Muscle Imbalances Part 2: The Long and Short of It

Muscle Imbalances Part 2 The Long and Short of It

After sending out the update on Muscle Imbalances Revealed 2.0, one of the contributors of MIR, Dean Somerset, sent me a great guest blog post for you.

Muscle Imbalances Part 2: The Long and Short of It

In the previous post, we looked at how a muscle can become overactive to compensate for a reduction in function somewhere else in the body.

The example of tight hip flexors from weak ankles was brought to the surface, and the concept of strengthening the problem to correct the symptom was discussed.

A lot of people weighed in on this concept with dismay that stretching tight muscles would not allow that muscle to lengthen!! For this post, we will look at another classic case of muscle imbalance and overactive fatigue, the hamstrings.

The 3 Hams

The three hamstring muscles cause the knee to flex and the hip to extend, and when activated on either the medial or lateral aspects, can cause tibial internal and external rotation and hip internal and external rotation. This is because it is a big two-joint muscle and plays a big role in pelvic function as well as knee integrity; it can play a huge role in the health of our backs, hips and knees.
One of the hallmarks symptoms and predisposing factors of low back pain is tight hamstrings.
We could look at this as being a chicken versus egg situation: did the tight hamstrings cause low back pain, or did the low back pain result in tight hamstrings?
If we look at a typical office worker, they tend to have a slightly kyphotic posture that gets worse over time. These desk jockeys will lose lumbar extension capability, tilting their pelvis and positioning it so that their hamstrings are effectively shortened. To provide some measure of stability to the now dysfunctional low back region so the keyboard hulks can keep their posture hovering over their computers, the hamstrings tense up and pull the back into a rigid, yet immobile structure.

What is the solution?

Stretch the tired hammies that are only trying to keep the place together?
If we stretch them now, the back will lose stability, and injury to the back will likely occur. This would be like taking structural supports away from a dam and hoping we have enough towels to clean up the mess afterwords.
With most back injuries where people are locked into a kyphotic posture, the major range of motion lost is spinal extension, and the affected muscles causing extension become stretched and weak. In this state, the hip flexor becomes the major muscle capable of causing some amount of spinal extension by pulling on the front of the vertebrae, which creates a shear force within the spine and pressurizes the discs, leading to an increased risk of injury. The hamstrings will balance this out by pulling the pelvis into a posterior tilt, which further pressurizes the discs and creates an imbalance between forces pulling the vertebrae down onto the discs versus those that pull up on the vertebrae. This will likely lead to disc issues, soft tissue trauma, and a lack of leg strength and back strength.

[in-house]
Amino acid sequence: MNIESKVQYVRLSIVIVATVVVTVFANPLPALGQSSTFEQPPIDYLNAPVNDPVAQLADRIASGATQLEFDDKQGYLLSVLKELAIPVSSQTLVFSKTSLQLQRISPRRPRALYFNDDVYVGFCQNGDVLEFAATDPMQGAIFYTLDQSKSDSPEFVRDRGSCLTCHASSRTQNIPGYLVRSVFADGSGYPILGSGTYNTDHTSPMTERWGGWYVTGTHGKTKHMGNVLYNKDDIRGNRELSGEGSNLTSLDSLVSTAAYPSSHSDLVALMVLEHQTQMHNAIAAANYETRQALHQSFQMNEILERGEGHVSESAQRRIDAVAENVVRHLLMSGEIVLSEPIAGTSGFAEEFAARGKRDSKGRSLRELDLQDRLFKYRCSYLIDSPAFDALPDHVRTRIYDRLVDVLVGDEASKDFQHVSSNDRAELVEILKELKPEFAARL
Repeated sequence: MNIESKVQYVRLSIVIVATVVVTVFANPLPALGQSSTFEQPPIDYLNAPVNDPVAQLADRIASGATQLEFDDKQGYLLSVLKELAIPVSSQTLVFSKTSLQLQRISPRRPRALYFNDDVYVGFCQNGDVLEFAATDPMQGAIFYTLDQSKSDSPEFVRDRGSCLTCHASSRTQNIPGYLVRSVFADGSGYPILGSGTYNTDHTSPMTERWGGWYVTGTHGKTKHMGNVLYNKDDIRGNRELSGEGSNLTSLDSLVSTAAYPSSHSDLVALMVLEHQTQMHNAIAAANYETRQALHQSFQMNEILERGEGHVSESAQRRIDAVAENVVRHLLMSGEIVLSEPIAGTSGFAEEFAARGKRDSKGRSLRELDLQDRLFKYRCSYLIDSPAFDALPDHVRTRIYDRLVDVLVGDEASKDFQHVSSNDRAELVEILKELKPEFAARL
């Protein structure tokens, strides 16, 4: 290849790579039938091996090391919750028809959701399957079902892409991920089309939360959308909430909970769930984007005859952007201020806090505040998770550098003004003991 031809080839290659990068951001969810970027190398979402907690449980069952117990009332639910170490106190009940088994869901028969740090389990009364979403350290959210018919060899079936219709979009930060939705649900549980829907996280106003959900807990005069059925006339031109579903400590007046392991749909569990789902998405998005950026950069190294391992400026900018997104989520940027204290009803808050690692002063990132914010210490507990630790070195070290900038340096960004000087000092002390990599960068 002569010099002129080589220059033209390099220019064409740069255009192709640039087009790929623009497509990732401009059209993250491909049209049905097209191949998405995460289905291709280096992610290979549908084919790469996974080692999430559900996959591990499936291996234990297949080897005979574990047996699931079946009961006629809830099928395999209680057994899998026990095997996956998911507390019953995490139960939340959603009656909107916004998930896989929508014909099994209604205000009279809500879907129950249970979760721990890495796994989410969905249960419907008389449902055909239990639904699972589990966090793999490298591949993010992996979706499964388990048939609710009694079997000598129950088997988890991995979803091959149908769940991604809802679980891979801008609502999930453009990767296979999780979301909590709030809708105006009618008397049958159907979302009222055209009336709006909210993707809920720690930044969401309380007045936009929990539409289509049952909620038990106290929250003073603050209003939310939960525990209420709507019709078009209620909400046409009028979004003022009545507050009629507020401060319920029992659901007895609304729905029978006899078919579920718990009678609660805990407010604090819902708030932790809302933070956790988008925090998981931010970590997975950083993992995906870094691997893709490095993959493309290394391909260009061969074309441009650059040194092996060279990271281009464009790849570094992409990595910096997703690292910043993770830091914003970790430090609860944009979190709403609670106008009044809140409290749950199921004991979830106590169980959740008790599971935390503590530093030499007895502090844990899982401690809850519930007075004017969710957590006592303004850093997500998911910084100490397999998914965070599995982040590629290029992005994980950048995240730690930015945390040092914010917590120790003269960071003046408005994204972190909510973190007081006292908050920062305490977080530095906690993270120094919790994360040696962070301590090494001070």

Since those pesky tight hammies that we have been stretching daily for the past few years just don’t seem to be getting any more flexible, the obvious question becomes, “Should we keep stretching the hell out of them?” A better solution would be to find ways to strengthen the spine through active extension so that it can build up it’s own stability, take the load off the hamstring, let them relax a little, and return to their normal activities so they can stretch out on their own.
For all the endurance athletes out there, or the stair-masters/elliptical masters who can’t get their hamstrings to loosen after spending one or three hours on a stationary piece of cardio machinery, try getting a little extension in your back, and see what happens to your hammies. They may just like it!!
It is Rick again.
Dean was one of the big contributors to MIR2.  He has two great presentations on fascia.  If you are a trainer, coach or therapist, I know they will help you.
To check the presentations out, CLICK HERE.

Rick Kaselj, MS